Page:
Primary Keys vs. UNIQUE Constraints in PostgreSQL

11.2021 / Category: / Tags: |

Most of my readers will know about primary keys and all kinds of table constraints. However, only a few of you may have ever thought about the difference between a primary key and a UNIQUE constraint. Isn’t it all just the same? In both cases, PostgreSQL will create an index that avoids duplicate entries. So what is the difference? Let's dig in and find out...

What primary keys and UNIQUE constraints do

The following example shows both a primary key and a unique constraint:

The really important observation is that both features make PostgreSQL create an index. This is important because people often use additional indexes on primary keys or unique columns. These additional indexes are not only unnecessary, but actually counterproductive.

The key to success: NULL handling

What makes a primary key different from a unique index is the way NULL entries are handled. Let's take a look at a simple example:

The example above works perfectly. PostgreSQL will accept the NULL value for the second column. As long as the primary key contains a unique value, we are OK. However, if that changes, then an error will occur:

This is actually the single biggest difference between these two types of constraints. Keep that in mind.

Using foreign keys

The next logical question which arises is: What does that mean for foreign keys? Does it make a difference? Can we reference primary keys as well as unique constraints?

The simple answer is yes:

It's perfectly acceptable to reference a unique column containing NULL entries, in other words: We can nicely reference primary keys as well as unique constraints equally - there are absolutely no differences to worry about.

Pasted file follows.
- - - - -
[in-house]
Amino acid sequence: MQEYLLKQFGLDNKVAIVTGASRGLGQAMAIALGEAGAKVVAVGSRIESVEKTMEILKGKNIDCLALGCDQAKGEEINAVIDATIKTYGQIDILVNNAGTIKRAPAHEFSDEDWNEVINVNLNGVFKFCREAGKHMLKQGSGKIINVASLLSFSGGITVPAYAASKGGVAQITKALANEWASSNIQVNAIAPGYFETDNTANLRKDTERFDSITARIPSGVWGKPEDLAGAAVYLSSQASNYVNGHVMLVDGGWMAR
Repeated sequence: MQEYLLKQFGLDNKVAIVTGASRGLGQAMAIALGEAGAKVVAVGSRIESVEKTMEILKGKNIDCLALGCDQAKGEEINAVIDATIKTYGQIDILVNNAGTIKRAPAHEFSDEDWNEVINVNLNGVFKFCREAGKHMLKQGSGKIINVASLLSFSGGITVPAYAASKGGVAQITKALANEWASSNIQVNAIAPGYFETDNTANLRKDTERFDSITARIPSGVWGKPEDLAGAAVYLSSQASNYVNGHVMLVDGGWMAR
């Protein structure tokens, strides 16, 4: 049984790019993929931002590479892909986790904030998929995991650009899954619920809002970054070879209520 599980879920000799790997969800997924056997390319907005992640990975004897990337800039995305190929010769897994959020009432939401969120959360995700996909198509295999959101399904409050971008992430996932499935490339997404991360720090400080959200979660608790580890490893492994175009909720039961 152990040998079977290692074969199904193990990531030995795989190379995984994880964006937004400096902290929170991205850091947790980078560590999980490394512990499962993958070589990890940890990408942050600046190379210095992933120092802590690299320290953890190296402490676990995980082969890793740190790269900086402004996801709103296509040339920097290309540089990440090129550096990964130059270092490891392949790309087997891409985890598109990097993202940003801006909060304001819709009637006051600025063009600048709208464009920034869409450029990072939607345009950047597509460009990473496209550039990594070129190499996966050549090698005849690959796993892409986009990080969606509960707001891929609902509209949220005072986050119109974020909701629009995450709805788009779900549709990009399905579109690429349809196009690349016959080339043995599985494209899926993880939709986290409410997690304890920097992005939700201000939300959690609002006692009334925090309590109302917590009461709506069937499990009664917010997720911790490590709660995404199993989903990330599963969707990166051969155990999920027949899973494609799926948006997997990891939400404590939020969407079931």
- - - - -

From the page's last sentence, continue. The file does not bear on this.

If you want to know more about NULL in general, check out my post about NULL values in PostgreSQL.


Primary keys and unique constraints are not only important from a logical perspective, they also matter from a database-performance point of view. Indexing in general can have a significant impact on performance. This is true for read as well as write transactions. If you want to ensure good performance, and if you want to read something about PostgreSQL performance right now, check out our blog.

0 0 votes
Article Rating
Notify of
Newest Most Voted
Inline Feedbacks
View all comments
1 year ago

b column may be is not null. In this case, there will be no differences from the primary key (field a)?

Akshay Pande
Akshay Pande
2 years ago

Hi I need to migrat DB2 to PG , as DB2 have alias as similarly things we have in PG

2 years ago

There are also expectations of tools in the ecosystem if I remember correctly.
Some administration tools (ex: Datagrip) need a PK to let you edit rows.
Some migration tools (ex: pg_repack, AWS DMS) need a PK to work.

CYBERTEC Logo white
CYBERTEC PostgreSQL International GmbH
Römerstraße 19
2752 Wöllersdorf

+43 (0) 2622 93022-0

Get the newest PostgreSQL Info & Tools

    This site is protected by reCAPTCHA and the Google Privacy Policy & Terms of Service apply.

    CYBERTEC PostgreSQL International GmbH
    linkedin facebook pinterest youtube rss twitter instagram facebook-blank rss-blank linkedin-blank pinterest youtube twitter instagram